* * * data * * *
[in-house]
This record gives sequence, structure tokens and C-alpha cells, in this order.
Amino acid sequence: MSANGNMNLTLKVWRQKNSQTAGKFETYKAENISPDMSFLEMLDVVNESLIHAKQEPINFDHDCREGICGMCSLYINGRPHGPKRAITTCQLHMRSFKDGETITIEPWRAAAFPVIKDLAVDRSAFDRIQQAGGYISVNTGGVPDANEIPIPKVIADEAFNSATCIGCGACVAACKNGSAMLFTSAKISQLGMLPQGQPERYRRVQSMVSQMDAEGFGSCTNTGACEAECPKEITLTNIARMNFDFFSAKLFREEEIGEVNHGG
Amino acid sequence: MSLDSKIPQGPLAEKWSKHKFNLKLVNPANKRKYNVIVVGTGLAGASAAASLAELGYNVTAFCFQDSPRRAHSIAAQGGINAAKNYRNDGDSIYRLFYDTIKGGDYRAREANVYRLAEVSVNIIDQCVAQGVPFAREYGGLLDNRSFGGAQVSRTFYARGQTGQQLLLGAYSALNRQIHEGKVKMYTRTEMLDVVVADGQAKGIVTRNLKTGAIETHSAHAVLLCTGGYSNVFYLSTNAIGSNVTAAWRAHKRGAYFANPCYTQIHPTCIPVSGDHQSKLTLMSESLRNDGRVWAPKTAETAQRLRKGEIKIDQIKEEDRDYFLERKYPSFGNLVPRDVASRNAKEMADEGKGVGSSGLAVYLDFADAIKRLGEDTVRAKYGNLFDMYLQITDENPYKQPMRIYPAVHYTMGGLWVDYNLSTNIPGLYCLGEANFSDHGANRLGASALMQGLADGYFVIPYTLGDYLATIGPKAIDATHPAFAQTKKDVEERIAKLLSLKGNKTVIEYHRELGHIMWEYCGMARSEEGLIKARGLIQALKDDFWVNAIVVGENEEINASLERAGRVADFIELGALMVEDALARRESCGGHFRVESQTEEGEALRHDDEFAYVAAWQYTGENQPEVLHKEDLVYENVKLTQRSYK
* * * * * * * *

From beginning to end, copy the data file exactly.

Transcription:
[in-house]
This record gives sequence, structure tokens and C-alpha cells, in this order.
Amino acid sequence: MSANGNMNLTLKVWRQKNSQTAGKFETYKAENISPDMSFLEMLDVVNESLIHAKQEPINFDHDCREGICGMCSLYINGRPHGPKRAITTCQLHMRSFKDGETITIEPWRAAAFPVIKDLAVDRSAFDRIQQAGGYISVNTGGVPDANEIPIPKVIADEAFNSATCIGCGACVAACKNGSAMLFTSAKISQLGMLPQGQPERYRRVQSMVSQMDAEGFGSCTNTGACEAECPKEITLTNIARMNFDFFSAKLFREEEIGEVNHGG
Amino acid sequence: MSLDSKIPQGPLAEKWSKHKFNLKLVNPANKRKYNVIVVGTGLAGASAAASLAELGYNVTAFCFQDSPRRAHSIAAQGGINAAKNYRNDGDSIYRLFYDTIKGGDYRAREANVYRLAEVSVNIIDQCVAQGVPFAREYGGLLDNRSFGGAQVSRTFYARGQTGQQLLLGAYSALNRQIHEGKVKMYTRTEMLDVVVADGQAKGIVTRNLKTGAIETHSAHAVLLCTGGYSNVFYLSTNAIGSNVTAAWRAHKRGAYFANPCYTQIHPTCIPVSGDHQSKLTLMSESLRNDGRVWAPKTAETAQRLRKGEIKIDQIKEEDRDYFLERKYPSFGNLVPRDVASRNAKEMADEGKGVGSSGLAVYLDFADAIKRLGEDTVRAKYGNLFDMYLQITDENPYKQPMRIYPAVHYTMGGLWVDYNLSTNIPGLYCLGEANFSDHGANRLGASALMQGLADGYFVIPYTLGDYLATIGPKAIDATHPAFAQTKKDVEERIAKLLSLKGNKTVIEYHRELGHIMWEYCGMARSEEGLIKARGLIQALKDDFWVNAIVVGENEEINASLERAGRVADFIELGALMVEDALARRESCGGHFRVESQTEEGEALRHDDEFAYVAAWQYTGENQPEVLHKEDLVYENVKLTQRSYK